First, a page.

GIGONDAS: PIERRE AMADIEU noted the amount of effort needed this year, when he commented: “you had to sort an awful lot this year; we employ experienced Spanish harvesters, who understood that they had to be cutting back unripe or unhealthy crop in the vineyard. We had rainfalls in August and September that meant it was never really dry for long and the soils remained humid, so there were problems in those zones where the crop was copious; that was the case with the GRENACHE. If you took out the pink grapes, there is quite good fruit and balance in the rest, and there isn’t too much alcohol. Our GRENACHE ranges between 13° to 13.5° for the early pickings, on to 14° to 14.5° or 14.8° for the later harvest.
The SYRAH yield was OK, while there was quite a lot of MOURVÈDRE. Overall, our quantity is full, at 40 hl/ha – after the recent tiny vintages such as 2013, people have taken the opportunity to stock up on GRENACHE. There are some extraordinary aromas, and it should be good for whites and rosés, their degree not high. To give an example of the slow end to the ripening season, I had some GRENACHE BLANC that went from 12° to 12.5° over three weeks – very slow progress indeed.
Domaines such as GRAPILLON D’OR and RASPAIL-AY finished harvesting on 7 October; I know that SAINT COSME are harvesting their GRENACHE now; we have another 25% to pick. It’s definitely a vintage for the winemaker (vigneron).”
CHÂTEAUNEUF-DU-PAPE: DANIEL BRUNIER of DOMAINE DU VIEUX TÉLÉGRAPHE reported “after the tricky year, the result isn’t bad at all; there are very handsome SYRAHs with attractive ripeness and nearly perfect health. The GRENACHE has been very slow to ripen, not helped by the rains from the West and a relative low incidence of MISTRAL Wind to clean things up. Late September harvesting was interrupted by spots of rain – just 5 mm (0.2 in) on 30 September, for instance, but enough in these conditions to halt us.”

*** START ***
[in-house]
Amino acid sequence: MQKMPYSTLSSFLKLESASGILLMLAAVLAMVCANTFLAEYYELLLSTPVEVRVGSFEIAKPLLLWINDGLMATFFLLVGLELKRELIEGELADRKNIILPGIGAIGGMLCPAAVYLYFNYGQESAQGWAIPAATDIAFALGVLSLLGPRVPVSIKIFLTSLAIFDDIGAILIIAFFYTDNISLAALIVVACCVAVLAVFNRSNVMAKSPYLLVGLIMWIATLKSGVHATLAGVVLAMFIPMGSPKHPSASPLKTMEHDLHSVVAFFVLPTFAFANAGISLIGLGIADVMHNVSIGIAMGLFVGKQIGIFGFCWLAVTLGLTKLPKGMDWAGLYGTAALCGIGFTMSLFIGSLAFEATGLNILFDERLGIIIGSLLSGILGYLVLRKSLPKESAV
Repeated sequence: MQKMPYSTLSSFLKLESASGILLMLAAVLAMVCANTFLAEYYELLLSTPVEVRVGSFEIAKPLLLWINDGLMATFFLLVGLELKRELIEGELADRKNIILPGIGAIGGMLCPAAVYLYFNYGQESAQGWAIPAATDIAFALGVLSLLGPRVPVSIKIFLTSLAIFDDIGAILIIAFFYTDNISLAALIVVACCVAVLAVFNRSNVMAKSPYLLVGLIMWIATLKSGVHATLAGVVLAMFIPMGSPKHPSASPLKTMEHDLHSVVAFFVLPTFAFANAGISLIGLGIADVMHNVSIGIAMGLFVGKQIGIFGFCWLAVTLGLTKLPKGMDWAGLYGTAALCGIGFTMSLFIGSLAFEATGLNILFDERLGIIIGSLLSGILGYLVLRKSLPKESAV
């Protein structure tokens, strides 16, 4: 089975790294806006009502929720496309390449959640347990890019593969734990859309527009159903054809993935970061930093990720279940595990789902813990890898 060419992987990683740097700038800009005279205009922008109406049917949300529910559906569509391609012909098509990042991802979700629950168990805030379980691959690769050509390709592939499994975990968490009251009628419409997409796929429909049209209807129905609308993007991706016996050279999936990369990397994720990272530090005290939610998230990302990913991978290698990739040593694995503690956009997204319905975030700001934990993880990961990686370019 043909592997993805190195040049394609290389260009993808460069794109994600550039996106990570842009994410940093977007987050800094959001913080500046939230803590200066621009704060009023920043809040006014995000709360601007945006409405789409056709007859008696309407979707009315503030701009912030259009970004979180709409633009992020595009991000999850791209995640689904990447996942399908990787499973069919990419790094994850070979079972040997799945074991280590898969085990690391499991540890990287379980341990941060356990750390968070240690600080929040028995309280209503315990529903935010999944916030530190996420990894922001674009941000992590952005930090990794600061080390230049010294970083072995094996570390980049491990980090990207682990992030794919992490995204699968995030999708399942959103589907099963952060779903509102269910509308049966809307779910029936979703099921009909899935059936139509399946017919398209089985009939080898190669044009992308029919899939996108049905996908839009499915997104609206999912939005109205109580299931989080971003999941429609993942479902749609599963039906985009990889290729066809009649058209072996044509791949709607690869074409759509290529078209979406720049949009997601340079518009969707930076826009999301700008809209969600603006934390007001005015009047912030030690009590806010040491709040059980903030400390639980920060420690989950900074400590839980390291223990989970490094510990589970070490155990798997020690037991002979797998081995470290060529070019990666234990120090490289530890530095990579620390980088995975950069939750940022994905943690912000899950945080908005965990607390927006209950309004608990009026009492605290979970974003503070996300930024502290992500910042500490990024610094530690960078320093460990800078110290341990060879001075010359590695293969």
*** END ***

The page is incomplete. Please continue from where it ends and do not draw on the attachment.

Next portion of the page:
TAVEL: PASCAL LAFOND, DOMAINE LAFOND ROC-EPINE: “of course the climate was damp, which meant that rot started in September after the rains. Hence a lot of sorting was necessary, although given the rosé vinification, the rot – on skins and pips and so on – it mattered less in vinifying the rosé than the red wines. So it’s an interesting year with less colour than recent vintages. It is perhaps like 2011 in style, and with a bit less concentration and richness than 2012. Alcohol degrees are less than usual, perhaps 0.5° lower, perhaps because we picked that bit earlier with the grey rot developing – we are at 13.5°, or a touch more. We started on 9 September.”
On LIRAC, PASCAL commented: "“a lot of discarding and sorting was necessary, which you can’t really do so well when you machine harvest, as we do for our CÔTES DU RHÔNE. We started harvesting on 15 September, but were halted for three days by the rainfall of around 70 mm (2.8 inches) on 17 September.
Grey rot was the big problem – we even had rot on the less abundant vines this year, which is unusual. Apart from the GRENACHE, there was also quite a lot of rot on the CINSAULT, though the MOURVÈDRE was OK. Our yield is normal, the maximum in fact – 41 hl/ha. We had some GRENACHE NOIR at 15° to 16° from a galet stone plateau vineyard at ROQUEMAURE near CLARY – it’s very exposed, very windswept, but elsewhere the GRENACHE degree was often 13.5° to 14°. Our SYRAH was 12.5° to 13°. This year, with all the rot about, you have to watch out very closely for any Volatile Acidity when vinifying.
I am very confident about the white wine, just like recent years. The VIOGNIER and the ROUSSANNE both did well, and it’s a good vintage for them.”